In recent years, photography has become a vital component of nearly every industry, boosting the demand for experienced photographers and up-and-coming photography majors. Here are some ideas of the different photography jobs available and how to launch your career.
Types of photography jobs
Weddings continue to keep freelance photographers busy on weekends. Although every guest is a potential photographer, couples still turn to professionals to capture the main event and formal portraits. Stand out from your competition by offering post-processing or print packages.
Be first on the scene for breaking news if you can score a rare staff photographer job with a news site or publication. Assignments can range from local sports to national politics, with the potential to capture historical moments in action.
Product and brand photography
Get your photos featured in catalogs or social media working with brands to create promotional images for their products and services (like in this picture of our desktop Metal Prints!). Experience in art direction will help you capture creative still-life photos of everything from socket wrenches to sofas.
Help families and couples put their best face forward as a freelance portrait photographer. Work in a studio or go out on location to shoot family sessions, engagement portraits, pet photography, or professional headshots.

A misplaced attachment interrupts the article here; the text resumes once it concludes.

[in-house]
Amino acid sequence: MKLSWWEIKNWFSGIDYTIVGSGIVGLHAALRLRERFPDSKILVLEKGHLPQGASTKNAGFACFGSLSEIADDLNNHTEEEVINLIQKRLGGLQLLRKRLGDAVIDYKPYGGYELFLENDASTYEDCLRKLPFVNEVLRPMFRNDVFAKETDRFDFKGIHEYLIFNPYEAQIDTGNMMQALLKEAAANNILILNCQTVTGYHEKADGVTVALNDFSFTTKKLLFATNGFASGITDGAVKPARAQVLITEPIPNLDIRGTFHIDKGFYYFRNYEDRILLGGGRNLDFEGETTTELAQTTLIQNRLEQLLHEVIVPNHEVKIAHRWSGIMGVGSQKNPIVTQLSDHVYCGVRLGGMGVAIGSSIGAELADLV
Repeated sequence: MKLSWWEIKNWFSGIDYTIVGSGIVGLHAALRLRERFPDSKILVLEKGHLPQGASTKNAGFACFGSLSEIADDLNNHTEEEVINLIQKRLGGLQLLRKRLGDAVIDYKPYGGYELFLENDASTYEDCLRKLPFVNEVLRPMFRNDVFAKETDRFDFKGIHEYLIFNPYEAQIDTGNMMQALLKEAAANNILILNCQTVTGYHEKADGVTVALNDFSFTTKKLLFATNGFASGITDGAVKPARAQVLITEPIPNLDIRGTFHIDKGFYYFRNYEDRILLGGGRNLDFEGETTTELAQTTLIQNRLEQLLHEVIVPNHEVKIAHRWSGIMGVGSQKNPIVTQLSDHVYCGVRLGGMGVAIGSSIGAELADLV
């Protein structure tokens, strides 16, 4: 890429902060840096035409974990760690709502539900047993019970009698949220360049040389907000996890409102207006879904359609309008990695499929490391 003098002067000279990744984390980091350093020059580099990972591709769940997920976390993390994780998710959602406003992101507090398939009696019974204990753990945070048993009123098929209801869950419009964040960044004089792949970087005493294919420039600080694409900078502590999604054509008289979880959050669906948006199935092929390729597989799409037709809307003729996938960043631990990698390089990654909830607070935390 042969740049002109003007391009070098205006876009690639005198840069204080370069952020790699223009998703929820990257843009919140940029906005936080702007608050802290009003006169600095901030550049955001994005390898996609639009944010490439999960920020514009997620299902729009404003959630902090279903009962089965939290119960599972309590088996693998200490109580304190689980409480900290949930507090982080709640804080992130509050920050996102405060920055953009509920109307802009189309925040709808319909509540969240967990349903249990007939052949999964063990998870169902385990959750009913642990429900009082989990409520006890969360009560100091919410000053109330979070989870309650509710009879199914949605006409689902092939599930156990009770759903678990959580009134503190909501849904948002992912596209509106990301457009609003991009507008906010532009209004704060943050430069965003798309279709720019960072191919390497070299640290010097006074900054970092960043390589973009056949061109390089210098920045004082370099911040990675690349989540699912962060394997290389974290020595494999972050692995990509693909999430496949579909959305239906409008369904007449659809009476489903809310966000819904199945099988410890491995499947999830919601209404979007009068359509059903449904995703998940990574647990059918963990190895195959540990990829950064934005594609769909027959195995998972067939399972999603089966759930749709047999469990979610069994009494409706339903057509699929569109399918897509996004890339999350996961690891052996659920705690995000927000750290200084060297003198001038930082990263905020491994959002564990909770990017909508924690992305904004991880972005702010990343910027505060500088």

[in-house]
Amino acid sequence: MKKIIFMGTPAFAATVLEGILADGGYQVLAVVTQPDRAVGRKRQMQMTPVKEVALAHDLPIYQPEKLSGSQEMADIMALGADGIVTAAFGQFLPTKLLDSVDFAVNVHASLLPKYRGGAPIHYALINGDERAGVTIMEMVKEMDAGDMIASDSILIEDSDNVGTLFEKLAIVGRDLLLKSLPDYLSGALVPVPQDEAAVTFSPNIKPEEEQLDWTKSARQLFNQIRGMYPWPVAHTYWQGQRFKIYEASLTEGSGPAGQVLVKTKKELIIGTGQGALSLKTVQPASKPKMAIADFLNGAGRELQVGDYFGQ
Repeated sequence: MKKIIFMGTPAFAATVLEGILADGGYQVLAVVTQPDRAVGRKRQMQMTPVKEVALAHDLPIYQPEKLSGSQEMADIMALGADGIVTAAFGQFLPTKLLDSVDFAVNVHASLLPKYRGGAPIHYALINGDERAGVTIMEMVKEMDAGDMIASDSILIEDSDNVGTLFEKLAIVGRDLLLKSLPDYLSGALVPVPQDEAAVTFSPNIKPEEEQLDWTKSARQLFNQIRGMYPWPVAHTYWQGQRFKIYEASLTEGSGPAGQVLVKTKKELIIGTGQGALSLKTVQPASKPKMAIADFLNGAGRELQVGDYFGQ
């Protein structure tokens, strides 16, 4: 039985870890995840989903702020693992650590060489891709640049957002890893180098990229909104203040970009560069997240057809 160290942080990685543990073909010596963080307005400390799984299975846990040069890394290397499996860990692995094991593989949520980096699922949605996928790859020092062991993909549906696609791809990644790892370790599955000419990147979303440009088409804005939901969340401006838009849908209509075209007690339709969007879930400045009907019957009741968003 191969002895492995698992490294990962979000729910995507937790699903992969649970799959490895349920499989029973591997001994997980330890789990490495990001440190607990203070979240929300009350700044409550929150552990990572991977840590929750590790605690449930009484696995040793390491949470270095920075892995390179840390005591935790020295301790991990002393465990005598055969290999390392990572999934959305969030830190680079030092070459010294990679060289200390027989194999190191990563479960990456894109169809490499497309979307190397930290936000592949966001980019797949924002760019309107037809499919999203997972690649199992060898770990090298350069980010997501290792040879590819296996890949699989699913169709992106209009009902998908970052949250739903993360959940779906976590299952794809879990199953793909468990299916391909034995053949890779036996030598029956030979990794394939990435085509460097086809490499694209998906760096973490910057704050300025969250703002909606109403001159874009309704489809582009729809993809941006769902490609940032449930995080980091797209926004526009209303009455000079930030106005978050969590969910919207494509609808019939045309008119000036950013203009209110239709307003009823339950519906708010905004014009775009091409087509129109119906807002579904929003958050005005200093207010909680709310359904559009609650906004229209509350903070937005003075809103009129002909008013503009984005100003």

Use your camera to collect evidence at crime scenes as a forensic photographer. If you have an interest in criminology and an eye for detail, your photos could be used in court to solve crimes and resolve disputes.
Real estate photography
The rise in online property listings has created a need for real estate photographers to work with estate agents to photograph residential and commercial properties for marketing materials. Get your foot in the door in this relatively new photographic opportunity if you love architecture.
Look for opportunities to work as an assistant to an established photographer in your chosen field. This might mean more time doing post-processing and less time behind the lens at first, but you could gain valuable contacts while learning the business from a seasoned pro.
Be prepared to cold-call prospective clients and employers, especially if there are particular agencies or brands you’re interested in. And, make sure your portfolio contains strong examples of your work relevant to the field you’re pursuing! Keep your portfolio updated to reflect your current style and specialty.
Showcasing your work
Build a professional website with samples of your work so clients can contact you with inquiries or bookings. For networking and greater online visibility, post your online portfolio on Behance. If you have a studio or office space, create a gallery-style display with framed or canvas prints of your work to impress visiting clients.
Consider registering with a reputable stock photo licensing site to put your noncommissioned photos to work for you. Although you might not retire early from your royalties, stock photography can be a way to earn some passive income while developing your portfolio.
Now’s the time to follow your dreams and put your new photography degree to work! Seasoned pros, how did you get started? Let us (and the recent grads reading this!) know in the comments.